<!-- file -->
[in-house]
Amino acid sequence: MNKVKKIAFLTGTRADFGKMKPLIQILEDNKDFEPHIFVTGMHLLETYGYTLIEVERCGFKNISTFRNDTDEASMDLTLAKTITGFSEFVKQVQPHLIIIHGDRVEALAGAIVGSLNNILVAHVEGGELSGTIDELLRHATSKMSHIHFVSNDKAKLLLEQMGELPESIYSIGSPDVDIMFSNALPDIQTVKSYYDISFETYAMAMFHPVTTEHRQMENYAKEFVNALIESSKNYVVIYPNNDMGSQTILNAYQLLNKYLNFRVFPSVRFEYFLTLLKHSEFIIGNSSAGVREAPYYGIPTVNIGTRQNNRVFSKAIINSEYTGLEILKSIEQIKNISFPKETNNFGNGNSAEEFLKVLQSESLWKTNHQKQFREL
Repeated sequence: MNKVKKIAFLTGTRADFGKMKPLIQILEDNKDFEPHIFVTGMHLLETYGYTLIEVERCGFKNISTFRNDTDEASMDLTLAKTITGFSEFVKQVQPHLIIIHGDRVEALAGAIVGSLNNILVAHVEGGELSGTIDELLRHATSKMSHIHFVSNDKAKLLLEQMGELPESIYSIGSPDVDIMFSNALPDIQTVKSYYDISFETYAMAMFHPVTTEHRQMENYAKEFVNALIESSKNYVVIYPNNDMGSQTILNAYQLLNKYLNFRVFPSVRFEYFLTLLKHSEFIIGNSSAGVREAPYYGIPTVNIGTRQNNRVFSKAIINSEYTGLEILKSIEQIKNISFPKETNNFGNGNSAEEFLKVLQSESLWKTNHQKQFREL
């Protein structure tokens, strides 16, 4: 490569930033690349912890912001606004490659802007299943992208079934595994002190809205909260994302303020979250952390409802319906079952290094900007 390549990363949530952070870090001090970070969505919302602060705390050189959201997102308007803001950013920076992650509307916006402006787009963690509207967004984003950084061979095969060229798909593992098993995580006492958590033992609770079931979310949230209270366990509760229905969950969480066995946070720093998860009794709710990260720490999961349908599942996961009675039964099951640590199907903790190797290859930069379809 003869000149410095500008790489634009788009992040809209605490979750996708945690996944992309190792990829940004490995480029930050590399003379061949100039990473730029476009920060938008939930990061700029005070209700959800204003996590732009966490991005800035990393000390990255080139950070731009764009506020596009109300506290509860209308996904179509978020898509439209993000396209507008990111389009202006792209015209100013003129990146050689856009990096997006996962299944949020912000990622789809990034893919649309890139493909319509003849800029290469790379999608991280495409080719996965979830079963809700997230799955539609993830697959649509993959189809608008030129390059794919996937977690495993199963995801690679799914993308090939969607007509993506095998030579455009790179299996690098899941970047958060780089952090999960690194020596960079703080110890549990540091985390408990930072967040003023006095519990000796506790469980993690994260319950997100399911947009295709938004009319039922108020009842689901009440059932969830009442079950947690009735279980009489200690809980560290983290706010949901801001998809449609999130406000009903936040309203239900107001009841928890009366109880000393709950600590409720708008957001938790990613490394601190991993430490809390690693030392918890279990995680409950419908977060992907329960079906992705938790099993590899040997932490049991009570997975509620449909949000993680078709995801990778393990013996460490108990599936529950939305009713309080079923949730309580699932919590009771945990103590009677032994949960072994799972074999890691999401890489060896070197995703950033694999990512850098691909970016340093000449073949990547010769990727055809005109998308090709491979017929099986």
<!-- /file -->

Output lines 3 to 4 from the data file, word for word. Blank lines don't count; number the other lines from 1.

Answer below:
Repeated sequence: MNKVKKIAFLTGTRADFGKMKPLIQILEDNKDFEPHIFVTGMHLLETYGYTLIEVERCGFKNISTFRNDTDEASMDLTLAKTITGFSEFVKQVQPHLIIIHGDRVEALAGAIVGSLNNILVAHVEGGELSGTIDELLRHATSKMSHIHFVSNDKAKLLLEQMGELPESIYSIGSPDVDIMFSNALPDIQTVKSYYDISFETYAMAMFHPVTTEHRQMENYAKEFVNALIESSKNYVVIYPNNDMGSQTILNAYQLLNKYLNFRVFPSVRFEYFLTLLKHSEFIIGNSSAGVREAPYYGIPTVNIGTRQNNRVFSKAIINSEYTGLEILKSIEQIKNISFPKETNNFGNGNSAEEFLKVLQSESLWKTNHQKQFREL
């Protein structure tokens, strides 16, 4: 490569930033690349912890912001606004490659802007299943992208079934595994002190809205909260994302303020979250952390409802319906079952290094900007 390549990363949530952070870090001090970070969505919302602060705390050189959201997102308007803001950013920076992650509307916006402006787009963690509207967004984003950084061979095969060229798909593992098993995580006492958590033992609770079931979310949230209270366990509760229905969950969480066995946070720093998860009794709710990260720490999961349908599942996961009675039964099951640590199907903790190797290859930069379809 003869000149410095500008790489634009788009992040809209605490979750996708945690996944992309190792990829940004490995480029930050590399003379061949100039990473730029476009920060938008939930990061700029005070209700959800204003996590732009966490991005800035990393000390990255080139950070731009764009506020596009109300506290509860209308996904179509978020898509439209993000396209507008990111389009202006792209015209100013003129990146050689856009990096997006996962299944949020912000990622789809990034893919649309890139493909319509003849800029290469790379999608991280495409080719996965979830079963809700997230799955539609993830697959649509993959189809608008030129390059794919996937977690495993199963995801690679799914993308090939969607007509993506095998030579455009790179299996690098899941970047958060780089952090999960690194020596960079703080110890549990540091985390408990930072967040003023006095519990000796506790469980993690994260319950997100399911947009295709938004009319039922108020009842689901009440059932969830009442079950947690009735279980009489200690809980560290983290706010949901801001998809449609999130406000009903936040309203239900107001009841928890009366109880000393709950600590409720708008957001938790990613490394601190991993430490809390690693030392918890279990995680409950419908977060992907329960079906992705938790099993590899040997932490049991009570997975509620449909949000993680078709995801990778393990013996460490108990599936529950939305009713309080079923949730309580699932919590009771945990103590009677032994949960072994799972074999890691999401890489060896070197995703950033694999990512850098691909970016340093000449073949990547010769990727055809005109998308090709491979017929099986």